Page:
By virtue of being an ordained minister, I have the authority of both church and state to play an official role in this covenant. It will not be long before I have the opportunity to do the same with same-sex couples. And it’s an opportunity I will likely take, because it gives me the opportunity to share the gospel with its promises of hope, redemption, and perfect love in the midst of imperfect relationships.

I know that many of you are already there, favoring full inclusion. You can even point to our mission statement where we describe ourselves as “an inclusive community of faith.” And I know that for many of you this is not an abstract issue of pros and cons, but one that has a face and a name…one that has to do with family members whom you know and love and support, desiring nothing more than their happiness. And yet, I know that this does not describe all of us. So whatever we do today and beyond, I trust that we will do it with the utmost grace – grace toward one another, grace toward all.

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What would Jesus’ prayer for us be?

This past summer, we spent a great deal of time looking at the Lord’s Prayer in detail. For me, the most meaningful takeaway was that we ought to pray, and pray simply. In his model prayer, Jesus doesn’t say, “If you pray”, but “When…” And so the assumption is that we do pray. And for those of us that don’t, the most common barrier is being worried that our prayers aren’t interesting enough, or flowery enough in their prose. And so, when we peel away the centuries of tradition that have built up around this prayer, it is important to recognize what remains: a simple prayer with simple words. And that is all the model for prayer that we need.

When we pray to Jesus, the lesson is straightforward: keep it simple. But today, I want to flip the equation: what would Jesus’ prayer for us be? When Jesus looks at our lives, as individuals, as a church, what is it that Jesus desires for us?

I make no pretense to speak for God today. That’s a fool’s errand. And I make no attempt to address all that ails us. The best I can hope for is to glance off the world we live in by offering my own observations on this world. I do trust that the Spirit fills in the gap between preacher and congregation. And I trust that the still small voice within each of you will flesh out God’s desires for you in the here and now.

What would Jesus’ prayer for us be? Today, I want to touch on three things.

And the first is that we would see the Christ in others. In some ways, this is the lesson that probably undergirds all that we do as a church, and all that we do as people of God. Seeing the Christ in others is a call to compassion. It is a call to justice. It is a call to mercy and righteousness. We not only weep for the children of God that suffer; we not only reach out a hand to those who constantly live on the margins of our world; we also get angry for them, because the world can be such an unfair place.

When we learn that a close friend has been struck with an untreatable illness, or when we hear of innocents who have become casualties of war through no fault of their own, or when we see a political system that has become absurd in its theatrics and brinksmanship, our hearts break for those who suffer; and our anger rises against those who seem not to notice the result of their actions. If we ever lose sight of those who constantly live on the edge of our vision, may God have mercy on us. It was with such as these that Jesus spent the bulk of his ministry: lepers, prostitutes, murderers, children, widows, orphans. And for those of us here in Brookhaven, even though we may feel like it at times, we are rarely the ones the world has forgotten. Our own spirits are in danger if we live in a bubble with only those who are just like us.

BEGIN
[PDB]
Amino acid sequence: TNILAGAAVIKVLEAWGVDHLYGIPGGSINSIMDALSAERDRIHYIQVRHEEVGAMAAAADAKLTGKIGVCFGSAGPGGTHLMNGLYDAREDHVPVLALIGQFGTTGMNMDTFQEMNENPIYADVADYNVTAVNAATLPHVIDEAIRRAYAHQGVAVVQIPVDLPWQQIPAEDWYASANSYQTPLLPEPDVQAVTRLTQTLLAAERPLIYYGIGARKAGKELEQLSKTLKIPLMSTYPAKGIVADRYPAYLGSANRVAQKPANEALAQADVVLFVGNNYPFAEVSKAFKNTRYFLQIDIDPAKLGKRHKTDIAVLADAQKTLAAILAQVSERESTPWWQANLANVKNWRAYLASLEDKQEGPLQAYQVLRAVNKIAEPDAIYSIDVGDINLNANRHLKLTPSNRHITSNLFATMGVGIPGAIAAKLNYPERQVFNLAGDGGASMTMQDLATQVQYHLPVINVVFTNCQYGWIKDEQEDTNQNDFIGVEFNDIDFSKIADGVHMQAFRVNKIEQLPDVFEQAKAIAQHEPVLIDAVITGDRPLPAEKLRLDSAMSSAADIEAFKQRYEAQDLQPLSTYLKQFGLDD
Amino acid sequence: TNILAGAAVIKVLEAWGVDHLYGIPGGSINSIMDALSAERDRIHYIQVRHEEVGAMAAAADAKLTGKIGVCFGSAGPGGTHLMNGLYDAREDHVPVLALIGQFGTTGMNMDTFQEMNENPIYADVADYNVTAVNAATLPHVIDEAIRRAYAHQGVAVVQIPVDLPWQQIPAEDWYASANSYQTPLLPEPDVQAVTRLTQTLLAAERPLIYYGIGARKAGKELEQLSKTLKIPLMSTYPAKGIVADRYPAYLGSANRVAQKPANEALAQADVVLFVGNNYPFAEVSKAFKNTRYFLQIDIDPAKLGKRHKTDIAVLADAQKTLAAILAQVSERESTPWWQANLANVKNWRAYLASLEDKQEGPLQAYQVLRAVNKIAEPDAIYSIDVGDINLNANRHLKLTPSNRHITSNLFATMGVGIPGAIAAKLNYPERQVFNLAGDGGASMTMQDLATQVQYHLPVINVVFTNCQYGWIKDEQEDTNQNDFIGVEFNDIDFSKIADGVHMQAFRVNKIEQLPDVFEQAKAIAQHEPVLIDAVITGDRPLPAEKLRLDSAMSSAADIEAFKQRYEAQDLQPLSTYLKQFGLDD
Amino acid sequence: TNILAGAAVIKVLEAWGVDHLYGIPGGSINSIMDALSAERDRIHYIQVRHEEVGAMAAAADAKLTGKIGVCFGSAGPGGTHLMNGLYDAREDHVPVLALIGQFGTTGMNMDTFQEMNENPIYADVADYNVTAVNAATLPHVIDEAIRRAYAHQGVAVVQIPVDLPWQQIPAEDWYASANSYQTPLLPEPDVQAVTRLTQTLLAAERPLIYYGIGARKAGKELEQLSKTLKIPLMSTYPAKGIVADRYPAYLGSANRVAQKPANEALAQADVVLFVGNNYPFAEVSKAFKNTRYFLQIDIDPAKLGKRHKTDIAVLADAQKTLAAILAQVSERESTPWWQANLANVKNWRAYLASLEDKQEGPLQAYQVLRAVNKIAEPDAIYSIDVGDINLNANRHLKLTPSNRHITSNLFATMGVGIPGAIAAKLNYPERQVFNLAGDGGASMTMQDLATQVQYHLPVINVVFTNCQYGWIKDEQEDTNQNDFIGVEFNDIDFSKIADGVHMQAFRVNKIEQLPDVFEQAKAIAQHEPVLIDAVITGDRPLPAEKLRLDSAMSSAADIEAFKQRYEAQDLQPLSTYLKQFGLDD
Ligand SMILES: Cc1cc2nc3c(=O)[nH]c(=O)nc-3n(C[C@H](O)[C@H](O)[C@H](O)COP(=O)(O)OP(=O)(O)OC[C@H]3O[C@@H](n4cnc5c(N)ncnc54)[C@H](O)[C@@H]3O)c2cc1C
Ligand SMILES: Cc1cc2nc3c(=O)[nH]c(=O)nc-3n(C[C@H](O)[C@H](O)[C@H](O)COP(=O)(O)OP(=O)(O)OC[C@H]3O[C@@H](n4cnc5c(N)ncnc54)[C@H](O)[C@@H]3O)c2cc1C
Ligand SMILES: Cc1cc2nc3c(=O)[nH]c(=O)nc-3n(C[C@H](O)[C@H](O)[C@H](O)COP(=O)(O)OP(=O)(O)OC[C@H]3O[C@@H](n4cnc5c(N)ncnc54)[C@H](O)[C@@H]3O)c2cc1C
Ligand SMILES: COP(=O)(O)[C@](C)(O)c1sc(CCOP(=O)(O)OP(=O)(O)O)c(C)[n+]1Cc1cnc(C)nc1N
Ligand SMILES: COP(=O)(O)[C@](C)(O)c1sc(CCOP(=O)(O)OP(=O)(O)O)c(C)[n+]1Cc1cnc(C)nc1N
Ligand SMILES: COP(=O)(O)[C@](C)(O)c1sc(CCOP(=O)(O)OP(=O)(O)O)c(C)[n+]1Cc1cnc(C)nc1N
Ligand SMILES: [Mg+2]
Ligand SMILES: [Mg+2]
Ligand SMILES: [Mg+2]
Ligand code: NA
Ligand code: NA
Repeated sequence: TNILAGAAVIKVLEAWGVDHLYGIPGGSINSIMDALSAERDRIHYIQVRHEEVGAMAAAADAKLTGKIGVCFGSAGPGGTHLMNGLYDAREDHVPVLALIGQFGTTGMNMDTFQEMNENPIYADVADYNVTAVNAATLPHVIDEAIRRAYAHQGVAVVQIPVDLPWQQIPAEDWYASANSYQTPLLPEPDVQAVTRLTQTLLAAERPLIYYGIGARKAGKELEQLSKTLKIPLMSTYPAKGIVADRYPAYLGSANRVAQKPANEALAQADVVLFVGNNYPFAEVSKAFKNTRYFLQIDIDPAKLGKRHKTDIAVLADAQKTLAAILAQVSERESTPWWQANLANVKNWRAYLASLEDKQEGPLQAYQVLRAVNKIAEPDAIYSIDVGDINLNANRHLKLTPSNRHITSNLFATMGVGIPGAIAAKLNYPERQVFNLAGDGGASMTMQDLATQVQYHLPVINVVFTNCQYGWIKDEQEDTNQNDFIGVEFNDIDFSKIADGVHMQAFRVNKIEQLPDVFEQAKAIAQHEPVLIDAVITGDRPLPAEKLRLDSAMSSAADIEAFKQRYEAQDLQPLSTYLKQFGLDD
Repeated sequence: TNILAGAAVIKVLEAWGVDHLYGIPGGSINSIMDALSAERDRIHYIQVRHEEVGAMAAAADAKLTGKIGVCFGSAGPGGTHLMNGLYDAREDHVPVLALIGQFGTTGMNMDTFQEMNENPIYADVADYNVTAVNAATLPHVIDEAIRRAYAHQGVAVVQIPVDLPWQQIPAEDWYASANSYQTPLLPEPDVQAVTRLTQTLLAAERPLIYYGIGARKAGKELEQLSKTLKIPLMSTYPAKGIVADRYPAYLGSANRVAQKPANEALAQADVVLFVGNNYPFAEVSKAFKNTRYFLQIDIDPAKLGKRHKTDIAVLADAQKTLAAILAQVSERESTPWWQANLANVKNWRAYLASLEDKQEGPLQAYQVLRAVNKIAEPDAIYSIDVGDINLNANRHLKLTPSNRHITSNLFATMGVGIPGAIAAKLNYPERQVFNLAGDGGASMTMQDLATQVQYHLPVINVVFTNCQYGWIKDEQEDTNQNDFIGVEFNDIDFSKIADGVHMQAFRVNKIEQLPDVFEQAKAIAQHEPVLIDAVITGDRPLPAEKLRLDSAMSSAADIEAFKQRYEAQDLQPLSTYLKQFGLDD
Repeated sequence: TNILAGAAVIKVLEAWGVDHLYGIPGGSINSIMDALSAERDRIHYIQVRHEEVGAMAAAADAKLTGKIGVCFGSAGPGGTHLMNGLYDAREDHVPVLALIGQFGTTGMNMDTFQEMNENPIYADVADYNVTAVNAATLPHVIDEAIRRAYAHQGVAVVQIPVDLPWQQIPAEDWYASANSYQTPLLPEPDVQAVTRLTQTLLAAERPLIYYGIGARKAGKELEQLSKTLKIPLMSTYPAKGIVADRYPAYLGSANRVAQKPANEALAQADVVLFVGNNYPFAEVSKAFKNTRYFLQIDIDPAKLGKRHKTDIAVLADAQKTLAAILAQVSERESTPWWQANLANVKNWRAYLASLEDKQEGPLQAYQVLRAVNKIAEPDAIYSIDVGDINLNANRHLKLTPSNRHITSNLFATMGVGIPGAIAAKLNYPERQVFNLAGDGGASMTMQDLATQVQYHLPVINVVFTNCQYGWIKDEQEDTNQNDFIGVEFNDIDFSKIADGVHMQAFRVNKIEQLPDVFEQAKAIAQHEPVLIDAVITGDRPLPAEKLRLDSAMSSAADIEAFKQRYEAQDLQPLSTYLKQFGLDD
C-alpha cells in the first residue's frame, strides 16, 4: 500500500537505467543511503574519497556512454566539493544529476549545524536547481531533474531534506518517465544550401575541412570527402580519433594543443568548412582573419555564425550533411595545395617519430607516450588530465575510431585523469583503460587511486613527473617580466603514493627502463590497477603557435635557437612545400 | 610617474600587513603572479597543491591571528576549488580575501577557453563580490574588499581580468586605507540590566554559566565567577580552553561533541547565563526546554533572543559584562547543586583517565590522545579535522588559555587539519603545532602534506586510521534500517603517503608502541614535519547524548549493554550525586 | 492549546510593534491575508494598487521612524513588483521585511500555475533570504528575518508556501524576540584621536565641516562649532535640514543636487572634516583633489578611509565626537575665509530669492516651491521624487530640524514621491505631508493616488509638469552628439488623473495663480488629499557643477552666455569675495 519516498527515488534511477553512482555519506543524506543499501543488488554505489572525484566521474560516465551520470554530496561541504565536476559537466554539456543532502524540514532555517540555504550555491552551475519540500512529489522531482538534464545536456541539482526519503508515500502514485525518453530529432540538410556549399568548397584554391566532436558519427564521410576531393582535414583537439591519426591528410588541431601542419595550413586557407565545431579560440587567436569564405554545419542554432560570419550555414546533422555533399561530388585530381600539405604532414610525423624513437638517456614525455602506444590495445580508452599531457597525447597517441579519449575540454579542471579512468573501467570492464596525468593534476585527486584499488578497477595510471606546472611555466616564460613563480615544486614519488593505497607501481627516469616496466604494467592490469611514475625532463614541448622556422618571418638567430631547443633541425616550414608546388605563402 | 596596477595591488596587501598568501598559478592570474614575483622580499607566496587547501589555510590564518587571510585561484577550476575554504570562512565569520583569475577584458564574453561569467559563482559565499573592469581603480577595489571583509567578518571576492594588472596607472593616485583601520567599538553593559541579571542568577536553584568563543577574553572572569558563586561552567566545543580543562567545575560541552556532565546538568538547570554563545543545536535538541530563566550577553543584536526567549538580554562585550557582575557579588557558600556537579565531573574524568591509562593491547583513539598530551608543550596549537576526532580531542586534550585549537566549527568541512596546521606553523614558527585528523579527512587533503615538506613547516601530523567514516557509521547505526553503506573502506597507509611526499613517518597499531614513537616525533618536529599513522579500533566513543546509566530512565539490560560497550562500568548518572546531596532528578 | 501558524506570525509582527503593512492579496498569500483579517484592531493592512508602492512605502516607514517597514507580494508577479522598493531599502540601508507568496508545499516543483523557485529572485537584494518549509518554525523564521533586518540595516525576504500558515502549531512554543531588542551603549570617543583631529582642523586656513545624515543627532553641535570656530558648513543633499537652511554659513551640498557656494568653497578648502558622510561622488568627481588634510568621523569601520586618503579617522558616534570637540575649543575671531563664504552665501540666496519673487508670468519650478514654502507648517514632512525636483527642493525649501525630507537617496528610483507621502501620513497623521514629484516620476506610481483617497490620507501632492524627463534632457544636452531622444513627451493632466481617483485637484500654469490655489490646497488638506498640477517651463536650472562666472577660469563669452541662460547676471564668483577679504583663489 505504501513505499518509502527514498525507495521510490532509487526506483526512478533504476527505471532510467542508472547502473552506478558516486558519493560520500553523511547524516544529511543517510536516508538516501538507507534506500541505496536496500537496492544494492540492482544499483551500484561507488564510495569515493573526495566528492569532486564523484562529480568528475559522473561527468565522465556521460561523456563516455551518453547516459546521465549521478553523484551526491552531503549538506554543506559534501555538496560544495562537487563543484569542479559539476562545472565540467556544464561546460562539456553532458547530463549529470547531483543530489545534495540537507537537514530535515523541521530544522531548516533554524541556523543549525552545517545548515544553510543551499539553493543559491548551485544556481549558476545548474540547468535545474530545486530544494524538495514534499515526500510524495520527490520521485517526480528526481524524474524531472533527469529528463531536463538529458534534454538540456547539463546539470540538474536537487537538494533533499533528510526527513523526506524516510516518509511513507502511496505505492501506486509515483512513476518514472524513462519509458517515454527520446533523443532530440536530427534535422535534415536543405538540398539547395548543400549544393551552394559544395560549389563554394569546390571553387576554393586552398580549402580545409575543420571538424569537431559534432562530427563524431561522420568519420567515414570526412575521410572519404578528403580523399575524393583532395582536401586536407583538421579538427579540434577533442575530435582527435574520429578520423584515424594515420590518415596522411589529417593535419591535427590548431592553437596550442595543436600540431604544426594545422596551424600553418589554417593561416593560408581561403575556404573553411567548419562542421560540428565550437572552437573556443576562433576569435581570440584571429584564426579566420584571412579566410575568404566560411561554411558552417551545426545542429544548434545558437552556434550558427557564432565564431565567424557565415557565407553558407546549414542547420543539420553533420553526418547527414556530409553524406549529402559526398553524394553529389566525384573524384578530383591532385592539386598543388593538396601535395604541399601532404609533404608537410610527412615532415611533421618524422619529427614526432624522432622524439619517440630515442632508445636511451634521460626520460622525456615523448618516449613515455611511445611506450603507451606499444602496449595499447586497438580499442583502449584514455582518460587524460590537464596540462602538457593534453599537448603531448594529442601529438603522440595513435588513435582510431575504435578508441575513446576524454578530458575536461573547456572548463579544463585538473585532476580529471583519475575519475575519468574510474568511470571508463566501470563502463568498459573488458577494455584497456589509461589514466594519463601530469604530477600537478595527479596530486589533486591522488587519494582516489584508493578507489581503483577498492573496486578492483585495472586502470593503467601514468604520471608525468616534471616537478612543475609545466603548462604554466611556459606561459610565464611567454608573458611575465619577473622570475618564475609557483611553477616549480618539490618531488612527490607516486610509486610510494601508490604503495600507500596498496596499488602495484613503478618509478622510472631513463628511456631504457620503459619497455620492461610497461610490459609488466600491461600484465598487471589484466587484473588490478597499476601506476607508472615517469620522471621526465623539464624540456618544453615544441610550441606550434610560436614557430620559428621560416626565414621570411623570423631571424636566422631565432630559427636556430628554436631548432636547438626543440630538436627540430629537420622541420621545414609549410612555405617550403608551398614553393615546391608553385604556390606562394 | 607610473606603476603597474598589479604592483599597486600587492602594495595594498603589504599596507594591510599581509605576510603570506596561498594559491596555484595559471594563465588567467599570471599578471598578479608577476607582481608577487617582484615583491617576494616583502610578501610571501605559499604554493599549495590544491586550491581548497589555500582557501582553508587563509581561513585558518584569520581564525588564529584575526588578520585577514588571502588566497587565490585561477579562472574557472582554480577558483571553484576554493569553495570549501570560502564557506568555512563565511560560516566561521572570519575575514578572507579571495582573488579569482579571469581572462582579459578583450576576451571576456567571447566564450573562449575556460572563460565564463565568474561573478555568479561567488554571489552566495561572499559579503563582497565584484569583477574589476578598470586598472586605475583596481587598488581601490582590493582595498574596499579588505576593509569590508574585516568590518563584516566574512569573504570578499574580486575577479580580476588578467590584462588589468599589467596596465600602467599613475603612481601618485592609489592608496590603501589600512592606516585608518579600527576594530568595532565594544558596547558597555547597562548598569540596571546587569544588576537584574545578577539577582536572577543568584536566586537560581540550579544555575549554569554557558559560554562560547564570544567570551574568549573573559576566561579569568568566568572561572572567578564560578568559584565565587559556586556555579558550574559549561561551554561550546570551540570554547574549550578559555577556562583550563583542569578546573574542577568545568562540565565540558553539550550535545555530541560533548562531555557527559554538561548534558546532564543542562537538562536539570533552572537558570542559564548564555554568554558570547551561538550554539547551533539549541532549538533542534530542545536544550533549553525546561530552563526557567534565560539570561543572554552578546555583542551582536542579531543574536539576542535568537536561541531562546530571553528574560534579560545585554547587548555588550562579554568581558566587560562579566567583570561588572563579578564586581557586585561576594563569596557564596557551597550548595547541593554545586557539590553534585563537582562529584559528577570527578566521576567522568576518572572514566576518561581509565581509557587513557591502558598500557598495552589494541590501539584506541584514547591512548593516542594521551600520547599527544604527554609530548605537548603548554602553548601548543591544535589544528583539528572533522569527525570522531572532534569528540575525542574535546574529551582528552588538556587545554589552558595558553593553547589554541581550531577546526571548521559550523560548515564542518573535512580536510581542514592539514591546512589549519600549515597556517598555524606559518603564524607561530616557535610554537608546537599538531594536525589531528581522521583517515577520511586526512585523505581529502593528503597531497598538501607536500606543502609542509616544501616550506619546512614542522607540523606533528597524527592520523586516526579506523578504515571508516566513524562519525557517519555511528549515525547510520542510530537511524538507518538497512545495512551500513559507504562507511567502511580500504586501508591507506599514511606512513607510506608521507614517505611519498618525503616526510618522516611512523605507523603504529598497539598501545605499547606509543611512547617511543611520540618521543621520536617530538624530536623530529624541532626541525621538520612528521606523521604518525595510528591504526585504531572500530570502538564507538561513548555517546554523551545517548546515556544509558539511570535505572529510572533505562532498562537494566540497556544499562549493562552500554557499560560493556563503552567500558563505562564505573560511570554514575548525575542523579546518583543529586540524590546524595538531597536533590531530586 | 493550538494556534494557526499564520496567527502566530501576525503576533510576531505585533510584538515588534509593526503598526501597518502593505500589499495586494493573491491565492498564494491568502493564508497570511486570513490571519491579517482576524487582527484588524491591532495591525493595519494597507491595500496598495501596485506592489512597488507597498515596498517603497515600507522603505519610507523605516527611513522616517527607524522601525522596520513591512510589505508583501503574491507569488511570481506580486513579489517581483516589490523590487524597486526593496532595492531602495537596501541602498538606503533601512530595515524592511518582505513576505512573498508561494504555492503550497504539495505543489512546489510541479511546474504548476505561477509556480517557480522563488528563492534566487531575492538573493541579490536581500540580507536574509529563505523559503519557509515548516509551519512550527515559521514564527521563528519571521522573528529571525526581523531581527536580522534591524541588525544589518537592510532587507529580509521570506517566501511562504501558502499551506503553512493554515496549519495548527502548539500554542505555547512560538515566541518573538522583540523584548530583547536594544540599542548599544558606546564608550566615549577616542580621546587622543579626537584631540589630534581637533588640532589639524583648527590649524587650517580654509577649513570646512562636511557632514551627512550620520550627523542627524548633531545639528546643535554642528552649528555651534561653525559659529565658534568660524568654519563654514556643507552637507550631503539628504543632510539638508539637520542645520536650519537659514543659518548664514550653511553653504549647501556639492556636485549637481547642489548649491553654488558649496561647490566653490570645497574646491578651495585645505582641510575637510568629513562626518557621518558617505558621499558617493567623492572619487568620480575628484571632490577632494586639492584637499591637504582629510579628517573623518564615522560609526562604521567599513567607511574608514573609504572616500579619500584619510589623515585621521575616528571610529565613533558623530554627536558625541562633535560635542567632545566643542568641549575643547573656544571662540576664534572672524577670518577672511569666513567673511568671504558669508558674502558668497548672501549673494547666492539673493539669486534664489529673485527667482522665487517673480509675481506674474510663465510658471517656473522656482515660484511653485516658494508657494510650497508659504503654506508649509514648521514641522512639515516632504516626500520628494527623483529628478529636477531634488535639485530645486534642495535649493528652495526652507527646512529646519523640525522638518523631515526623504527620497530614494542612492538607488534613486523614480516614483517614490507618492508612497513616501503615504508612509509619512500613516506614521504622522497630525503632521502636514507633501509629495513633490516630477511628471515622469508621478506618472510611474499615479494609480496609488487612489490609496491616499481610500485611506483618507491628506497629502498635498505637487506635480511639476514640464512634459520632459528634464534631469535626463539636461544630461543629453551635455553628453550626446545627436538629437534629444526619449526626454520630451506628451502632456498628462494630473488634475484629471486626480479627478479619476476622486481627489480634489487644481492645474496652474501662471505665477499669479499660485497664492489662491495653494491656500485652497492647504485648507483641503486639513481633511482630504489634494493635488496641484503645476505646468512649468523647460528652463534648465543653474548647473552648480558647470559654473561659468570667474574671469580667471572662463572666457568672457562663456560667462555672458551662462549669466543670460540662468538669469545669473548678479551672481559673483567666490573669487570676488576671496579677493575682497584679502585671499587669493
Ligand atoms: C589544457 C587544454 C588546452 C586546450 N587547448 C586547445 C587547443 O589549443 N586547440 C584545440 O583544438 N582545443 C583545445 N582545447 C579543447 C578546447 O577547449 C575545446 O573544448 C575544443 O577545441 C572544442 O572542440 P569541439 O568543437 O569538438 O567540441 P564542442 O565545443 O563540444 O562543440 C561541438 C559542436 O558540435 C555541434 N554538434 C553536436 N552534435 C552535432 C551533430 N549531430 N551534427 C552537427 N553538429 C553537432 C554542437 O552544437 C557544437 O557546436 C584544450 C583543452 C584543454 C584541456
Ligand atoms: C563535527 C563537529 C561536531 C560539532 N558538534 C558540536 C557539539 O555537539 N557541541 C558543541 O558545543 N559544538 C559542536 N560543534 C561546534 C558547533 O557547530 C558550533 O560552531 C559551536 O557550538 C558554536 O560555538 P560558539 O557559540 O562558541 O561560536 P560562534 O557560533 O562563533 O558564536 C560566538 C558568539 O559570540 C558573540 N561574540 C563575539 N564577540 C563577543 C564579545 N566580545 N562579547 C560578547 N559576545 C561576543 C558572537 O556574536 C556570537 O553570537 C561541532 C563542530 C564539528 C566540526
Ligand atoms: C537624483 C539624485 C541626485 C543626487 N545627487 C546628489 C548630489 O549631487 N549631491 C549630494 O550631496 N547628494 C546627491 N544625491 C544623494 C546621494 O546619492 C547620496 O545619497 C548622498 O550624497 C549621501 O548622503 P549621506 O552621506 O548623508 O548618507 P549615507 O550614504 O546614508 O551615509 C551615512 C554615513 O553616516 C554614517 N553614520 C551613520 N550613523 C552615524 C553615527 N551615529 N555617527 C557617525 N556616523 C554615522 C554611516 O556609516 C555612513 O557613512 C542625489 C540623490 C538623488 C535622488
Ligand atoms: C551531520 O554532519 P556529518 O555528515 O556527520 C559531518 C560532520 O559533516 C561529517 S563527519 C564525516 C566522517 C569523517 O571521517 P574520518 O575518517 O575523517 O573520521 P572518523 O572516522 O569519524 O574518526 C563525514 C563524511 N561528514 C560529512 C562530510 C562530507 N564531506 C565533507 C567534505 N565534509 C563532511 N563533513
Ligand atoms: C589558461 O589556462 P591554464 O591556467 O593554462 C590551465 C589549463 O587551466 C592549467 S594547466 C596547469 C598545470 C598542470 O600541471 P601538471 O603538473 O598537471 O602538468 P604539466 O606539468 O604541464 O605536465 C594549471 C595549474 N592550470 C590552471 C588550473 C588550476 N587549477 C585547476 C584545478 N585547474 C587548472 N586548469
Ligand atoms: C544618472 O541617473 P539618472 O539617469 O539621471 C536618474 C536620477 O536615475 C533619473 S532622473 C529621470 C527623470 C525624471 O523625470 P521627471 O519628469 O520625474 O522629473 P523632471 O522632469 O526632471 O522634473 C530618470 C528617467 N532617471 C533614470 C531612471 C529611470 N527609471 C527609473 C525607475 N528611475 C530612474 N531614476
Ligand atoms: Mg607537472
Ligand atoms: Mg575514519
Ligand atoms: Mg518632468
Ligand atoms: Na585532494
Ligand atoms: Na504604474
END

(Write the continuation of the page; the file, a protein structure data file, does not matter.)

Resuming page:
At the same time, as hard as it may be to admit, we cannot lose sight of this: the faceless corporate CEOs whose chemicals unleash the cancers of the world, the soldiers whose bombs have taken lives they were never intended to take, the politicians who such easy fodder for mockery and revulsion, they, too, deserve the dignity of Christ within them. After all, we are not only commanded to love our neighbors, but our enemies as well. That love may take a different form, but it is still love that is required.

Underneath all of this is the fact that we need to honor the Christ within us. Loving your neighbor as yourself requires loving yourself. And so, the first prayer: see the Christ in others.

The second prayer is that we would trust in God’s abundance. So often, we seem to live our lives as though we live in fear of scarcity when the Scriptures speak most often of God’s rampant generosity. Think of the sower who goes out, casting seeds this way and that. Some fall on good soil, most don’t. Beyond the question of what makes for good soil is the fact that God has way more seeds than there is soil to receive them. It reminds me of the image of the woman walking a worn path to the well from which she draws water daily. The pot she uses is cracked; so much so that by the time she gets home, half of the water is gone. And yet, as a result, the path itself grows with the abundance of well-watered earth. There is always more than we think.

When we launched our capital campaign this Fall, the biggest question we had was, “Can we do this?” And I was one of those asking the question. In the end, not only did our stewardship look exactly the same as the past few years, but we discovered an additional $350,000 out there – so far. Not everyone can give, I know. Each of our circumstances is different. Those of us on fixed incomes and with battered savings in a rough economy are doing what we can, I know. And at the same time, as a community, we clearly underestimated the riches of God’s blessings in our midst and how much more we had to share than we ever knew.